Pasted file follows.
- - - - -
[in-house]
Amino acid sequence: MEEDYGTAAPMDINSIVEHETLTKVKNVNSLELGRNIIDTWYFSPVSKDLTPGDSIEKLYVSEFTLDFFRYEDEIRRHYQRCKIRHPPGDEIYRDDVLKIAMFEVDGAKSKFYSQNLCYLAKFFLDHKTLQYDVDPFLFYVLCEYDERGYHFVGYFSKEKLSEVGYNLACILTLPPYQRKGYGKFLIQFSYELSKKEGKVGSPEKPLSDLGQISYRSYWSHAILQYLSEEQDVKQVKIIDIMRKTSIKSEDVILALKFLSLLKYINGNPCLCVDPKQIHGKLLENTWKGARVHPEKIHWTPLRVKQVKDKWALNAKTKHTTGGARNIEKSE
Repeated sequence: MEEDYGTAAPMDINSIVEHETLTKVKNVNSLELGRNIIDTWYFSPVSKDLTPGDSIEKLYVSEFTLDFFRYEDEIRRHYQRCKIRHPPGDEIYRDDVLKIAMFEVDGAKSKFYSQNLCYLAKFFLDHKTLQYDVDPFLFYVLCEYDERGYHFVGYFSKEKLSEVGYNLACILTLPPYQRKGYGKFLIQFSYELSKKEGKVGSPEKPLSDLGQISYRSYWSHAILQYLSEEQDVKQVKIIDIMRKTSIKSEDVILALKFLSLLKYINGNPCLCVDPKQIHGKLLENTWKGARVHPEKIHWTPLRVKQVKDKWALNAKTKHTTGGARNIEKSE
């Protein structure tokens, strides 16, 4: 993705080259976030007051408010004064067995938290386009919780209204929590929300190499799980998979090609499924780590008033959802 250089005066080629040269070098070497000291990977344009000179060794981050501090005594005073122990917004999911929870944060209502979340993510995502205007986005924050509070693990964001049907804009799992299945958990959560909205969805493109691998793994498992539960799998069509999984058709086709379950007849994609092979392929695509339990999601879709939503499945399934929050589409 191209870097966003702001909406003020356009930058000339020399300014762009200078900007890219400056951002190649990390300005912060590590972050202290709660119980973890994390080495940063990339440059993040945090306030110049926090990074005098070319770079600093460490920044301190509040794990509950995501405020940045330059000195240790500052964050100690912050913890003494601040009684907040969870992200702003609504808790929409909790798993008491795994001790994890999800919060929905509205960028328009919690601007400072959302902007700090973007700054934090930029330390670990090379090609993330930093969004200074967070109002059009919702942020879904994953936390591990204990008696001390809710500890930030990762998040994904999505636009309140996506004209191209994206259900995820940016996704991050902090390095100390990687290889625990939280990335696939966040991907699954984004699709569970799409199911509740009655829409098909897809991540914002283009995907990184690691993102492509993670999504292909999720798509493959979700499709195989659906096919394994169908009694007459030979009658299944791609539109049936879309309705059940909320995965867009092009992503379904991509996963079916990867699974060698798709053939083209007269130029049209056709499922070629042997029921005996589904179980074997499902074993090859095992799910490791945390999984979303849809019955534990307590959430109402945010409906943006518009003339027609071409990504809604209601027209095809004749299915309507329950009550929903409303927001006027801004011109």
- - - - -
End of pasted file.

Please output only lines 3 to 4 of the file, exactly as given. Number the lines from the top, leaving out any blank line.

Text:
Repeated sequence: MEEDYGTAAPMDINSIVEHETLTKVKNVNSLELGRNIIDTWYFSPVSKDLTPGDSIEKLYVSEFTLDFFRYEDEIRRHYQRCKIRHPPGDEIYRDDVLKIAMFEVDGAKSKFYSQNLCYLAKFFLDHKTLQYDVDPFLFYVLCEYDERGYHFVGYFSKEKLSEVGYNLACILTLPPYQRKGYGKFLIQFSYELSKKEGKVGSPEKPLSDLGQISYRSYWSHAILQYLSEEQDVKQVKIIDIMRKTSIKSEDVILALKFLSLLKYINGNPCLCVDPKQIHGKLLENTWKGARVHPEKIHWTPLRVKQVKDKWALNAKTKHTTGGARNIEKSE
């Protein structure tokens, strides 16, 4: 993705080259976030007051408010004064067995938290386009919780209204929590929300190499799980998979090609499924780590008033959802 250089005066080629040269070098070497000291990977344009000179060794981050501090005594005073122990917004999911929870944060209502979340993510995502205007986005924050509070693990964001049907804009799992299945958990959560909205969805493109691998793994498992539960799998069509999984058709086709379950007849994609092979392929695509339990999601879709939503499945399934929050589409 191209870097966003702001909406003020356009930058000339020399300014762009200078900007890219400056951002190649990390300005912060590590972050202290709660119980973890994390080495940063990339440059993040945090306030110049926090990074005098070319770079600093460490920044301190509040794990509950995501405020940045330059000195240790500052964050100690912050913890003494601040009684907040969870992200702003609504808790929409909790798993008491795994001790994890999800919060929905509205960028328009919690601007400072959302902007700090973007700054934090930029330390670990090379090609993330930093969004200074967070109002059009919702942020879904994953936390591990204990008696001390809710500890930030990762998040994904999505636009309140996506004209191209994206259900995820940016996704991050902090390095100390990687290889625990939280990335696939966040991907699954984004699709569970799409199911509740009655829409098909897809991540914002283009995907990184690691993102492509993670999504292909999720798509493959979700499709195989659906096919394994169908009694007459030979009658299944791609539109049936879309309705059940909320995965867009092009992503379904991509996963079916990867699974060698798709053939083209007269130029049209056709499922070629042997029921005996589904179980074997499902074993090859095992799910490791945390999984979303849809019955534990307590959430109402945010409906943006518009003339027609071409990504809604209601027209095809004749299915309507329950009550929903409303927001006027801004011109």